Once upon a time, customer service wasn’t the “thinky” terms mish-mash it has come to mean. Now they train you, and it’s more than “be nice,” it’s say this at this time. You’ve dealt with it. Sometimes it is obvious, “Thank you for shopping at…” but sometimes it’s sinister like, “It’s my pleasure.”
Why sinister? Because it isn’t their pleasure, it’s just manipulation.
My pleasure? Really? It brings you pleasure to fetch me a chicken sandwich? To cut my unwashed hair? To clean a mixture of Doritos & Oreos out of from between my teeth? (If I have to wait to see a Dentist, I’m taking that time back). It diminishes the word, insults the receiver and soon, that term will rank alongside the “I’m fine” as something-we-say-but-no-one-means.
Why is that a problem? Because words lose their meaning over time when they get co-opted. When was the last time you heard “Hot” to describe something attractive? (Thank you Paris Hilton.)
Cool still lingers, “Dude” is lost somewhere in the Appalachian Mountains (Bill & Ted?). “Dapper” came back a bit during the mustachioed period, Groovy is still fun, but Rad died after being totally gagged with a spoon.
Another phrase is working down the charts? The unsupported-by-evidence “I appreciate you.”
Do you now? For what? What specifically have I done, that you have noticed, to warrant appreciation? Somewhere this became a substitute for “Thank you.” Which is another losing-meaning-at-the-speed-of-light pairing. It should always be the beginning of a longer sentence. “I appreciate you for the longer hours you’ve worked.” Not something thrown in at the end of a “reminder of my power” conversation to make up for the burns of coal on someone’s back and dispense the fumes from the bus now overhead. The “I appreciate you” that includes the tone that might as well be a wave of “You are dismissed, be gone.”
They’re quickly becoming as insincere as a mass-signed blank card. Nothing says “general use” like the blank card everbody signs around the same table. I really like it when it includes signatures from people that are no longer with the group sending it. Of coarse, it’s hard to tell because you can’t read people’s names, but at least someone thought enough to address the envelope.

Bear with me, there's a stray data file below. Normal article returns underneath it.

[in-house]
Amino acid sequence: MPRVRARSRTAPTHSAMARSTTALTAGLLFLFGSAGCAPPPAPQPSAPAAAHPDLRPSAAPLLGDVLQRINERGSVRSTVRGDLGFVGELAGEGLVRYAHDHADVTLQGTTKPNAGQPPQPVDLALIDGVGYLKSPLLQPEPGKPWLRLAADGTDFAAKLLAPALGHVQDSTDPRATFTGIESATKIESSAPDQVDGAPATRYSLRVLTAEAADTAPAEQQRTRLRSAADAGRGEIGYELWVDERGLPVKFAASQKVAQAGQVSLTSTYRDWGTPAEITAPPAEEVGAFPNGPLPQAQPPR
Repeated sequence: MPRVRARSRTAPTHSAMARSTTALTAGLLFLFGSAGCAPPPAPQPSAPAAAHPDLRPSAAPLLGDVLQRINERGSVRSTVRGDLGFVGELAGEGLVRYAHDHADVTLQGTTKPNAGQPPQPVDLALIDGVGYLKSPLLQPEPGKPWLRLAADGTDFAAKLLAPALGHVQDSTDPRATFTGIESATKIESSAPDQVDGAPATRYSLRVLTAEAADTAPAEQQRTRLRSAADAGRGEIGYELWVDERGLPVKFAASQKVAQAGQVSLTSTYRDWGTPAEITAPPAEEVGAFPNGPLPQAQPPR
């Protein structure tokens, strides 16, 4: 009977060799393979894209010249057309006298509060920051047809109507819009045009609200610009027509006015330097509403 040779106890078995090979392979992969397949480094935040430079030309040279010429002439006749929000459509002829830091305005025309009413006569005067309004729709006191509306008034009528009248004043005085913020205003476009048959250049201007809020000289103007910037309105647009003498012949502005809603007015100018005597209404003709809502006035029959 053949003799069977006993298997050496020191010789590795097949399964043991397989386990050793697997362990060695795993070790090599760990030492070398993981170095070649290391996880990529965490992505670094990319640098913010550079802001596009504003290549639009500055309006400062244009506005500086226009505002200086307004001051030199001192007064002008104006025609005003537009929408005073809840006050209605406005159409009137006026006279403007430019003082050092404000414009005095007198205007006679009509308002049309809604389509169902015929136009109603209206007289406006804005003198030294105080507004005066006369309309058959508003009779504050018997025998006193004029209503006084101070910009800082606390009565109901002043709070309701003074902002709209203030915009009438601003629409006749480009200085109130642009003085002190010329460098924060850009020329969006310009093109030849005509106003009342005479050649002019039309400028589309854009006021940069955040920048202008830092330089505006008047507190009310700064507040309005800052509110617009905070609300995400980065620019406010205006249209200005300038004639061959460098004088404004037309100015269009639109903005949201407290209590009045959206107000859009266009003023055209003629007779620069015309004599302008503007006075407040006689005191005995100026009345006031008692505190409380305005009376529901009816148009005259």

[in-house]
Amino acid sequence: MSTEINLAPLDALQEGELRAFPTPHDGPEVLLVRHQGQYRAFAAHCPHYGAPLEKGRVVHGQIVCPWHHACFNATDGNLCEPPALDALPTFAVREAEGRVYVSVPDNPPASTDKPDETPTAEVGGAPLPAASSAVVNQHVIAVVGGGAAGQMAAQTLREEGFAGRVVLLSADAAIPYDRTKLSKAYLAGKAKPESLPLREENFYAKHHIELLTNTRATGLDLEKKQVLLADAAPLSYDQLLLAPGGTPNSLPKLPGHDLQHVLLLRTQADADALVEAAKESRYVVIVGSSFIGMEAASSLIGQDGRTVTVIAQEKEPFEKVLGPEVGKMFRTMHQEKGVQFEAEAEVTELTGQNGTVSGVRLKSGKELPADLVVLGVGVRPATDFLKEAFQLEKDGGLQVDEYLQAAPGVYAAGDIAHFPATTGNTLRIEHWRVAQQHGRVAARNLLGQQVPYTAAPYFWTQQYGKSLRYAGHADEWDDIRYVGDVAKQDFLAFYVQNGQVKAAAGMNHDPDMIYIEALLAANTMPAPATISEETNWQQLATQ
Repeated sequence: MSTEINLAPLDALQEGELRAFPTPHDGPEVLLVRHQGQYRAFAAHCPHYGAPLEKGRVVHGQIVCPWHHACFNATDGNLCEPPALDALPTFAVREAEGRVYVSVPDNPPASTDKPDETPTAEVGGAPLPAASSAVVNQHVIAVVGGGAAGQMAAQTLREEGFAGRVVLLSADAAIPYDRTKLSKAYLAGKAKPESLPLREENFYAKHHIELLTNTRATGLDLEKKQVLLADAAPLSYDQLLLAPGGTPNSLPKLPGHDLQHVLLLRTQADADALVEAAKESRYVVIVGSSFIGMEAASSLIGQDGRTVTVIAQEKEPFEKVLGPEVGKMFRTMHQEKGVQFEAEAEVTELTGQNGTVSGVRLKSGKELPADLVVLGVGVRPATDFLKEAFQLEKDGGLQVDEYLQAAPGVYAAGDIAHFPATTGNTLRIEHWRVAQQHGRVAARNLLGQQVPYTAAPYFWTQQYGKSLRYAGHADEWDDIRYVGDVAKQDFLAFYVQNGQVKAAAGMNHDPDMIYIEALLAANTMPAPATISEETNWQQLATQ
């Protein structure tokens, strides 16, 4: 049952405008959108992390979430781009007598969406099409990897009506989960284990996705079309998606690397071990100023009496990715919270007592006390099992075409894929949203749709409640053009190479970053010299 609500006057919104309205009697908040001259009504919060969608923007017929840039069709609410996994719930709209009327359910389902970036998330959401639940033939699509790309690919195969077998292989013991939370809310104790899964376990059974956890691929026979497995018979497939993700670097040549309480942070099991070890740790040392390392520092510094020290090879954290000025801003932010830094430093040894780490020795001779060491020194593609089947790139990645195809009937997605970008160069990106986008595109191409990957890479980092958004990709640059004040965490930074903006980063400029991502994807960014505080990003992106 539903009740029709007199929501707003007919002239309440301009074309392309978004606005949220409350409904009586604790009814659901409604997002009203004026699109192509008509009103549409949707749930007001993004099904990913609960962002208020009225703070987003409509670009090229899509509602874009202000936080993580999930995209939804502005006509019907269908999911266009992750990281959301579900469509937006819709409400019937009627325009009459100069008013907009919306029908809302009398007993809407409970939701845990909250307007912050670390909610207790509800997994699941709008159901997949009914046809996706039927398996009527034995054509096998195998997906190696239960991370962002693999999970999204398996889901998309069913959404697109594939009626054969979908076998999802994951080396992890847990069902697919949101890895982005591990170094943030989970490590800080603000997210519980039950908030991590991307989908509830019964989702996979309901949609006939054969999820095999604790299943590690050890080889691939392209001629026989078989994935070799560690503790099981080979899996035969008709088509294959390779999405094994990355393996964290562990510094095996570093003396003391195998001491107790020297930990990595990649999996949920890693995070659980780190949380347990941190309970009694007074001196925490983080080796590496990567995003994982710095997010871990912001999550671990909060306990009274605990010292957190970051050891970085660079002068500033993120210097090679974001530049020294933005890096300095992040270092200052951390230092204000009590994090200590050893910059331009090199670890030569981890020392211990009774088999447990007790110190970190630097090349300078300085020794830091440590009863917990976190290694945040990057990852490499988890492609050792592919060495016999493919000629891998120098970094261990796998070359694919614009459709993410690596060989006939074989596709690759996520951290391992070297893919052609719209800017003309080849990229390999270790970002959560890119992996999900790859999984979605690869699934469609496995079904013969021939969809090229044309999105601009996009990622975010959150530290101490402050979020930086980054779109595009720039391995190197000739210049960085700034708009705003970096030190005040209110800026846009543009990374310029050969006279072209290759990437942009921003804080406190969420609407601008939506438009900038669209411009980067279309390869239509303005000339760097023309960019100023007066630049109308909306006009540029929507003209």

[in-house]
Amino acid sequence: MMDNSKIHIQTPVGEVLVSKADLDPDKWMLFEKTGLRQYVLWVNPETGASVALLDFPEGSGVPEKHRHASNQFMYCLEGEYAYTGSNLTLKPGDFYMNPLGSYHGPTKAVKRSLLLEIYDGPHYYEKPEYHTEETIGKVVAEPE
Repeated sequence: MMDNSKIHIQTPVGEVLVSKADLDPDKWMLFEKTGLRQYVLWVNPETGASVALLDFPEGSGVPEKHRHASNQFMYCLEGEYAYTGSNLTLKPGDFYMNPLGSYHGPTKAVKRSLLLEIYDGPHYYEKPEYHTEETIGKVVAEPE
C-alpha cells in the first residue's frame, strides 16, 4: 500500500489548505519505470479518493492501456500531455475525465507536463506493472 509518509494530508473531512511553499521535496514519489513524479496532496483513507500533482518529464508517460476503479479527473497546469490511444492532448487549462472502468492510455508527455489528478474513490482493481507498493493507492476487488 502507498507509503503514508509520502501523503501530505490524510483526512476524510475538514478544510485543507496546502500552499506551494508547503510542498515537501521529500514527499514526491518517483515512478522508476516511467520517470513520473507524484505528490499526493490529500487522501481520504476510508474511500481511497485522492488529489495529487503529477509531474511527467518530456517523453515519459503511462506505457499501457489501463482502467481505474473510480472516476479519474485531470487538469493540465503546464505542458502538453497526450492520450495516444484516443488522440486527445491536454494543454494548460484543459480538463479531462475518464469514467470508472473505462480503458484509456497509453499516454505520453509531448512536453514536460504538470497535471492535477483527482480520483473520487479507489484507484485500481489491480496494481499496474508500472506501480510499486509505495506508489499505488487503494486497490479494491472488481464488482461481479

I know, I’m grumpy… or maybe Eeore. But these words and gestures aren’t being replaced, just reduced. Genuine thanks, genuine appreciation, genuine sympathy, even genuine love seems “worth less” than it used to be… 146 people post “Happy Birthday” on your wall, impressive. A friend that drives 3 hours on their own birthday to attend your father’s funeral? Kicks the 20 second investment of a post into the abyss.
Remember a generation or two ago, love was too precious to speak. Thanks were handwritten and mailed, appreciation wasn’t bought in bulk and no one wore “I care, and you know that because I’m wearing a little pin that says so.” Feelings were shared in private, if spoken of at all.
Now it’s a button we click before we hit send.
And yet the world is still starving for it. Bringing pleasure, giving thanks, appreciation and love. Just as it was then, and it’s getting worse because then you could simply say it once and bring tears.
“Son, I’m proud of you.” Men my dad’s age would have given their I-teeth to hear that. It didn’t come cheap. They weren’t handed out like suckers at the bank – which by the way are now just sitting in a bowl, you lose thousands of dollars in investments and people have to reach for their own dum-dums? (Isn’t that ironic?)
Before long, love will be the thing you hear whenever a celebrity is talking about their fans… Oh wait. That already happens. Or it’s shouted at the point guard for bring home a championship… sorry, again, they get T-shirts. Or to describe coffee or cats, neither of which return the love. (BTW – I ❤ my Subaru!).
We waste so much power.
And words have tremendous power. A few years ago, a couple I knew were talking about their son-in-law. Both were in their late 80s. Both were charter members of their church. Both taught Sunday school. Neither cursed. They were as upstanding, kind, forgiving. The husband said a few things about the man that married his little girl. “I do not enjoy my time around him.” He also said, “I’ve never been satisfied with the way he treats my daughter.” He apologized for being judgmental. Then his wife, whom people already considered a saint added. “I think he’s an a–hole.”
Hilarious, unapologetic, filled with meaning – rare. That word held power for everyone in the room.
A long time ago, a people dang far away believed the name of God was so powerful, they dared not speak it. Now you hear “God—-” and “Jesus Christ” more often outside churches than in them.
So, here is my pledge. No more slothspoken words. No more lazy plattitudes. No automaton speech, and maybe it will change the world.
Thank you for reading this, it’s my pleasure to entertain. I appreciate you… Dang it!